Monday, 22 July 2002 09:35

Influence with ease

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Quick, name two words which, when frequently used by servers, increase tips by a minimum of 12 percent. The answer? "For you." Rather than saying, "Would you like some more coffee?" the savvy waiter says, "I brought more coffee for you." The patron perceives the service to be more personal and tips accordingly -- on average, 12 percent more. It's easy money and a great way for your staff to increase perceived value with customers and co-workers without working harder. If you're looking for a way to help your staff improve its customer service skills, consider implementing those two words…
Monday, 22 July 2002 09:35

Help wanted

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Nearly half of the executives surveyed in a recent study by Development Dimensions International Inc. reported they are unhappy with their company's hiring process. But, the Pittsburgh-based consulting firm also discovered that nearly 62 percent of the 162 companies surveyed believe a thin labor pool is the main cause of their recruiting and retention woes. Not surprisingly, the report also showed that companies which are better able to identify possible job candidates reported increased productivity and higher-quality work. For those still struggling with how best to combat the shortage of qualified workers, DDI offers 10 rules for building a better…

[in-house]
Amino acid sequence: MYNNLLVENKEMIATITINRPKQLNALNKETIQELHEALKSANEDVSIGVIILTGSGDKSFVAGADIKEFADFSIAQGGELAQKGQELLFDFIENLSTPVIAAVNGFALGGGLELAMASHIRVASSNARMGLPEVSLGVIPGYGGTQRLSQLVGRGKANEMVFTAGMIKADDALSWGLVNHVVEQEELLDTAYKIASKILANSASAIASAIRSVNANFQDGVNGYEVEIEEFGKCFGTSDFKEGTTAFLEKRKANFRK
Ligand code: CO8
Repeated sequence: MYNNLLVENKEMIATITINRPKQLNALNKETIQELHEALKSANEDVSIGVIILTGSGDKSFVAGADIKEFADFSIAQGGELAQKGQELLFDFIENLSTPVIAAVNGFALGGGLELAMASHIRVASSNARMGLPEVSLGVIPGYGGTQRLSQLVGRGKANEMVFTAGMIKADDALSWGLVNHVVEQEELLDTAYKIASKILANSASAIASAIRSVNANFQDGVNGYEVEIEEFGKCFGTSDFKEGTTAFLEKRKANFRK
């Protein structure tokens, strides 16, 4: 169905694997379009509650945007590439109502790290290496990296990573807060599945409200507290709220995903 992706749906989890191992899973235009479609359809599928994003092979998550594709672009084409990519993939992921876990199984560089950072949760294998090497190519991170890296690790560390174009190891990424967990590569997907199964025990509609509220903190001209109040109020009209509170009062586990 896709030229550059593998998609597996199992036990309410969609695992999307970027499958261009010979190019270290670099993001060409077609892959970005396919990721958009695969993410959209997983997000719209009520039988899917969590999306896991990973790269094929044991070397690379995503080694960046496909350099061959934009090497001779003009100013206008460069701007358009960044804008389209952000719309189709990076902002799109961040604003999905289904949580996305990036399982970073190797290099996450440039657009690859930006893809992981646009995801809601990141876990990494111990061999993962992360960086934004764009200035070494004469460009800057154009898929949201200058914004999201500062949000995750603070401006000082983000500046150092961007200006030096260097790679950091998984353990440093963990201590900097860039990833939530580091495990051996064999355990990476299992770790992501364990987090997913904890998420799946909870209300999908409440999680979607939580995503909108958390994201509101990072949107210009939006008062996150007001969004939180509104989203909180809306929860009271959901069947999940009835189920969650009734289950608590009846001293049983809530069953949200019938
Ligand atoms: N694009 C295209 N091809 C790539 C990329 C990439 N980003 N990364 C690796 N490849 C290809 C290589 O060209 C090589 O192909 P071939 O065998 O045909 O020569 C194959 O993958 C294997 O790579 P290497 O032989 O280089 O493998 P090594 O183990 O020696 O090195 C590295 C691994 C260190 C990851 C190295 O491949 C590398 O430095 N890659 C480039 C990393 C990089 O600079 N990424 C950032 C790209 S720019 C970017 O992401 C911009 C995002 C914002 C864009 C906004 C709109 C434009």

Monday, 22 July 2002 09:35

From the ashes

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By the time Peter Miragliotta discovered the true depths of his company's financial troubles, Tenable Protective Services was nearly a quarter of a million dollars in debt to the IRS. To make matters worse, Miragliotta's business partner of six years was the one who had slowly and silently drained the company's coffers since he merged his firm with Tenable in 1988. But Miragliotta's attempts to oust his less than scrupulous business associate only intensified the battle and fed rumors that the security company was on the verge of collapse. "I started trying to get rid of him in many different…
Monday, 22 July 2002 09:35

E-elections

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At a campaign rally last month, George W. Bush leaned over to running mate Dick Cheney and offered his by now well-known thoughts on the character of a New York Times reporter. But while some strategists might view calling a journalist an asshole a strategic error (and others might cheer the characterization), the faux pas was the result of a technological mistake -- he thought the microphone was not yet turned on. Bush, or any other candidate for that matter, can't afford to make the same mistake with his Internet strategy. The Internet has provided candidates with the ability to…